The amount of waste was phenomenal. There is always a lot of waste in drywall, but the amount here was more than I had seen before or have seen since. When I complained to Don he said that if I wanted him to run the breaks where I did, it was impossible do it without this kind of waste. Drywall sheet material is not terribly expensive. Although we were supplying the material I let it go.
When the sheets had all been hung we discovered there were 12 receptacle outlets missing. Drywallers need to make cutouts in each sheet to fit around all the receptacles and other electrical rough-in boxes. 12 of these had simply been covered right over. Meyer and I located them and made sure nothing else was still covered. I instructed Don to make the cutouts.
We moved into the finishing stage, and here Don and his boys were better than they were at hanging. Still there were problems and I had to correct the lads frequently. There was real animosity between the kids and me. How dare I challenge them or their adored Don? This animosity was especially strong from one of the kids, who I described to Meyer as “19 years old with 20 years experience”.
When they were done I heaved sigh of relief, though I knew it wasn’t really over yet. There would be touch up required and we wouldn’t be able to see all the spots needing attention until the painters had primed the walls. I told Don he wouldn’t get paid in full until the priming was complete and he and his crew had completed the final touching up, though I approved a partial payment.
I received a phone call late one evening. It was one of two surprise calls I would receive related to these kids. The caller didn’t identify himself, but it was clear it was one of the kids. Others could be heard in the background. “We’re gonna come beat the living shit out of you, asshole,” he began, and then continued with more of the same. I repeatedly asked him to identify himself. He didn’t. I hung up.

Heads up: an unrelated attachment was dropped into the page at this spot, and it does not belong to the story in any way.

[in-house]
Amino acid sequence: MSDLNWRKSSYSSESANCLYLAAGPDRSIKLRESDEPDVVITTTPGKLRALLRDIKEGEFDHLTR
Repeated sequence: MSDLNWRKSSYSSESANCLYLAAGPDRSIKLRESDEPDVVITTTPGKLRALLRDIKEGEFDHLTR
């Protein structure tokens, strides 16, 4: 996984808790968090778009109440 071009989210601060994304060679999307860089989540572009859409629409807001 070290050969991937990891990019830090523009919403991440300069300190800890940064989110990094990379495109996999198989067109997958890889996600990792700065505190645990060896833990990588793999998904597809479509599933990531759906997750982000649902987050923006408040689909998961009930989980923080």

I called the police and told them I had been threatened. They said there was nothing they could do if there had been no bodily harm. A verbal threat like this was not an offense that could be prosecuted. It was an ugly feeling. I told myself that it was probably nothing to be concerned about. It was just the kids, jammed into some crummy motel somewhere, drinking, and it wouldn’t amount to much. But it did make me very uncomfortable.
I received a second call a few days later. It was even later at night, after midnight. It was a hospital calling. A young man had been brought in. He had been in a motorcycle accident. He had not been wearing a helmet. It was Don’s son. They had found my card and number in his pocket. It was the only number they had to call, so they called me. They didn’t elaborate on his condition, but I could tell it was serious. After all, the boy was unconscious. I called Don and passed on the news and the number for him to call.
I would learn later that the boys had been playing with a motor scooter, doing tricks, trying to outdo one another in speed and obstacle challenges in front of the place they had been staying. Don’s son took a spill and hit his head.
He stayed in a coma for some time and then died.